Tuesday saw a walk on the theme of the Blitz with some students that finished in an old home, The Approach Tavern. The Approach was itself blitzed during the war and has the photographs on its walls to prove it. Further, the barman told me, its landlord not only carried on living on the premises, once the rubble of the top storey had been cleared away he continued trading the very next day. Which you might say perfectly encapsulates the ‘Blitz spirit’, a much abused term but in this context surely appropriate. I commented as I ordered a pint of Ordinary, London has always been a very thirsty city.
On our walk from the City to the East End we had passed through Bank station to see the photographs that recorded the damage done when it was hit by a HE bomb in January 1940. Being paid to be loquacious as a guide I nevertheless thought it was wiser to let the images speak for themselves at this point, commentary being unnecessary given what happened this week.
Despite having been a regular of The Approach in the 2000s, when my children went to school around the corner, I’d never been to an exhibition in the gallery on the first floor – I always had an exactly FT crossword and pint-sized gap in my day. So it was serendipitous in the light of the events in Brussels that the first time I should visit, at the insistence of a friend I’d met for lunch, it was a Belgian artist whose work was on display.* Her work reminded me of why I love Belgium, why I love Brussels and why I want to go back as soon as I can.
Like all good art the work of Cris Brodahl is not flattered by being photographed. This is why those photographing hordes clogging up the galleries of the world who see without looking are to be pitied and disparaged. The illustration above is more to underline a point about how the work in this show needs to be seen as a whole rather than as a collection of individual canvases. It is a suite, like a suite of music (emphasised by the spare title of each canvas). The shifting colours and interventions in the structure of the frame act as variations on a theme and I think would be far less effective if seen in isolation. Which is a good argument for going to see them now isn’t it?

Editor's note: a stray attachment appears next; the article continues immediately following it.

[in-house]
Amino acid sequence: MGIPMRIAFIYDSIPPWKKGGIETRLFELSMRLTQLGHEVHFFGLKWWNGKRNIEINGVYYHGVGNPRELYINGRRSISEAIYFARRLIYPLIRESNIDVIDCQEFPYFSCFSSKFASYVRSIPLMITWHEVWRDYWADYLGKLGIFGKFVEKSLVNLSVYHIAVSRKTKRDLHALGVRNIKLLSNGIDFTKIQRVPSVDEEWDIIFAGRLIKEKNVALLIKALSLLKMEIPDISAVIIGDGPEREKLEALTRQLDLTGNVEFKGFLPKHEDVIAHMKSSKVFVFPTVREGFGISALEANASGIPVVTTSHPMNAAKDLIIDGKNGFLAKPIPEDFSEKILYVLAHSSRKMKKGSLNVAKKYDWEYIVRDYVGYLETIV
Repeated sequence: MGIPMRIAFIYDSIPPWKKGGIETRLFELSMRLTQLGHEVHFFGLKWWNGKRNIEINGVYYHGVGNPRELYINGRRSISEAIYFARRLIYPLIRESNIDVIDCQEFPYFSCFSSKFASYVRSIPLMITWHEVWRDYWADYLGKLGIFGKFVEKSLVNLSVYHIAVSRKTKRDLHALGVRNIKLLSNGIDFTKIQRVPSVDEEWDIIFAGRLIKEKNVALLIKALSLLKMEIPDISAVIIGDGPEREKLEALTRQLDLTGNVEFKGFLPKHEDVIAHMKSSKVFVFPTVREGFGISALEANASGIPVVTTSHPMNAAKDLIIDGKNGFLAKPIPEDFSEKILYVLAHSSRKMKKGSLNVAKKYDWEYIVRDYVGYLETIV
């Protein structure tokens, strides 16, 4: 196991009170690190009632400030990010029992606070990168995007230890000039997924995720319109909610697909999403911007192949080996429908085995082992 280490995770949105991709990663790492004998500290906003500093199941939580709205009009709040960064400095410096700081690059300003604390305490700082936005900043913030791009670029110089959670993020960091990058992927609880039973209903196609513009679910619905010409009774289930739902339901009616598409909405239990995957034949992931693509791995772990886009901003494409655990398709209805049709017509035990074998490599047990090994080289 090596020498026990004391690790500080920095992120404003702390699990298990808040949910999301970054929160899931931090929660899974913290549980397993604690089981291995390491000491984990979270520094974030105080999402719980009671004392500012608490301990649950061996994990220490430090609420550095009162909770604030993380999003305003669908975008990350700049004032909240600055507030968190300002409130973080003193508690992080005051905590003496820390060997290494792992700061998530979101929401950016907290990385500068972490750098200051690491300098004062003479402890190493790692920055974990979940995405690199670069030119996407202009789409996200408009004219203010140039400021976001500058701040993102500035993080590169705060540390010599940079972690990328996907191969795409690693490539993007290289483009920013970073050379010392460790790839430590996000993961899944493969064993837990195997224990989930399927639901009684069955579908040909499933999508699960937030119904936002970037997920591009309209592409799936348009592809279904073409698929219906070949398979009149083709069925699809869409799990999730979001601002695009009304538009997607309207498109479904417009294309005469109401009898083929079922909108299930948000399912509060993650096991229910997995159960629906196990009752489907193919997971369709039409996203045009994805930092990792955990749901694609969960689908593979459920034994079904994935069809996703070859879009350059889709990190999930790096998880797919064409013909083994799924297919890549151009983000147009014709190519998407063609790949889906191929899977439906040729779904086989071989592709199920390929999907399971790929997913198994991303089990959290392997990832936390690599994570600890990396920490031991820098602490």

The work itself, to quote the bumf, may ‘explore the hauntological’. It certainly operates in the hinterland ‘between Surrealism and Symbolism, photography and painting.’ Each is an image of a woman, a glamorous woman, one might say noir-ish, a woman whose image is cut up, obscured and stretched. Magritte obviously comes to mind but Brodahl is less quotidian in her motifs than him, her work is distinctly filmic.
They seem less portraits of an individual than expressions of a type of personality – a personality disrupted or obscured. This made me think of the Bazille in the Delacroix exhibition at the NG where the central woman in a portrait of three stares back at us brazenly, with an erotic charge that surely mostly comes from the artist’s (and his client’s) desire of what a woman should be. Brodahl seems to take that female subjectivity and look inside it and re-present it fractured by the spectator’s gaze until it explodes the traditional frame of portraiture.
Ok, maybe that’s the Ordinary talking, although it wasn’t that long a lunch. But the show made me think, and that’s what shows should do. I urge you to go to it. And then go to Brussels, or indeed anywhere else in Belgium, as soon as you feel that you can.
* Lunch was paid for at the bar and therefore not subject to the Rules of 2016. Thank heavens! I feel like I’ve done nothing but write about food (and mark essays) for the past week or so. For the record the haddock and chips were excellent. 8/10
Blue Badge guide to London and academic specialising in early twentieth century history. Blogging on history, academia, and food and culture in the capital (and occasionally elsewhere).